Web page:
That kind of talk angers Mr. Lehman. "All of these people are too uptight," he said. "Museums are not bastions of peace, quietude and order. That's an elitist attitude and it's something we want to stop. It's really annoying, when we're trying to bring people into the building, to be told that this is tawdry."
Mr. Lehman, who holds a Yale Ph.D. in art history and became director two years ago, sees "adopt a masterpiece" less as a way to raise money than as a way to get more people involved with art.
Attendance at the Brooklyn museum, in contrast to the rising tide at most other big art museums, was stagnant for many years, at about 300,000 annually. Then Mr. Lehman arrived, with new ways to attract visitors, including "First Saturdays," a monthly event that waives the admission fee, keeps the museum open until 11 P.M. and offers music and dancing as well as art. Attendance in the last fiscal year was 585,000, helped by a big Monet exhibition.
Financially, the museum is also doing well and will end its fiscal year on June 30 in better shape than its budget expected, though a spokeswoman declined to provide details until the board reviews them at its next meeting. Lately, Mr. Lehman has even begun to think about expansion. "No question, we are going to do a capital campaign soon," he said.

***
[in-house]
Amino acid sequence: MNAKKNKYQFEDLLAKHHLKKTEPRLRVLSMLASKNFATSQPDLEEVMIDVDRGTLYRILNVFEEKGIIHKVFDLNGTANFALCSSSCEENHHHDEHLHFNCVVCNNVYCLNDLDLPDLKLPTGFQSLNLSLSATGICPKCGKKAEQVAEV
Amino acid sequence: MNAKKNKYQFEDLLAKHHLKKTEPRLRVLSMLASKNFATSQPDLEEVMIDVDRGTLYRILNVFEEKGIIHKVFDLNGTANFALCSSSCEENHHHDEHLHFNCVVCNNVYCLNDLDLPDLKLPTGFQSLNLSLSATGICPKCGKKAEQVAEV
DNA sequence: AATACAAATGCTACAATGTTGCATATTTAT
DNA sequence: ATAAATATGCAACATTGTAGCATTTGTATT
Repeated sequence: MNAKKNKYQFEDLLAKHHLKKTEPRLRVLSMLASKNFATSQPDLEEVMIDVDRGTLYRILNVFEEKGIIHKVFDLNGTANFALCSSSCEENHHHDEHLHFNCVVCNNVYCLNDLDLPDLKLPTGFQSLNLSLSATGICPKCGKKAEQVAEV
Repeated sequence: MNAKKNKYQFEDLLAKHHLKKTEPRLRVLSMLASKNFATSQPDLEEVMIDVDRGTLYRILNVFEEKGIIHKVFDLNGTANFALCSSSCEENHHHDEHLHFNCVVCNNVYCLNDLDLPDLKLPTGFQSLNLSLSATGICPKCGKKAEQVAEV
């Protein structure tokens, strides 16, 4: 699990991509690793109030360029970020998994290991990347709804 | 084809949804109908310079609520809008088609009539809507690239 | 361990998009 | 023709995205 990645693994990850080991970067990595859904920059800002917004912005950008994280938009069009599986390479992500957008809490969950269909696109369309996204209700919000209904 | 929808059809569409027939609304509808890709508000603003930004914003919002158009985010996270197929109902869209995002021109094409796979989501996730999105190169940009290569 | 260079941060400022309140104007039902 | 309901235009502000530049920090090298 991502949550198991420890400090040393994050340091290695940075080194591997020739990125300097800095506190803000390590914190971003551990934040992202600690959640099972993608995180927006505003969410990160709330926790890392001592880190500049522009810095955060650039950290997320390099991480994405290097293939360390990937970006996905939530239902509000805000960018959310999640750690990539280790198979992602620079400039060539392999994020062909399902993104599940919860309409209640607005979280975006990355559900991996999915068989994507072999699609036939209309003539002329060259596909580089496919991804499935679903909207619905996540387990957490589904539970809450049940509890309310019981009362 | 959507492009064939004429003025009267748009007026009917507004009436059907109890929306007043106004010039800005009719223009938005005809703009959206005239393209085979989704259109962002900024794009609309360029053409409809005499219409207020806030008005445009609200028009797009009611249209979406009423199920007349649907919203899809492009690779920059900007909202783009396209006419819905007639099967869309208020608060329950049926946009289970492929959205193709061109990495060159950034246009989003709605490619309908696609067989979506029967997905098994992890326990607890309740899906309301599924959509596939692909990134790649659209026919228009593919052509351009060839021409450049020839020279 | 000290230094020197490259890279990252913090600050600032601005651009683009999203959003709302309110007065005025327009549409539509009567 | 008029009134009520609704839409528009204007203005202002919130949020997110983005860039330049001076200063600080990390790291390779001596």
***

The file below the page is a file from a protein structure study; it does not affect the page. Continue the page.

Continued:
"Adopt a masterpiece," the first move during Mr. Lehman's tenure to attract dispute, seems to be a first in the museum world, though not elsewhere: programs to adopt a highway or a tree abound. New Jersey Transit offers its train stations for adoption, the Central Park Conservancy lets people sponsor park benches and Rutgers University has let donors put their names on lockers in the football team's locker room.
No one seems annoyed by signs along a highway or plaques beneath a tree. And Mr. Lehman pointed out that schools, synagogues and churches sometimes engrave donors' names in stone walls and on pews.
But critics argue that art is different, an expression of genius that is supposed to elicit thought and feeling.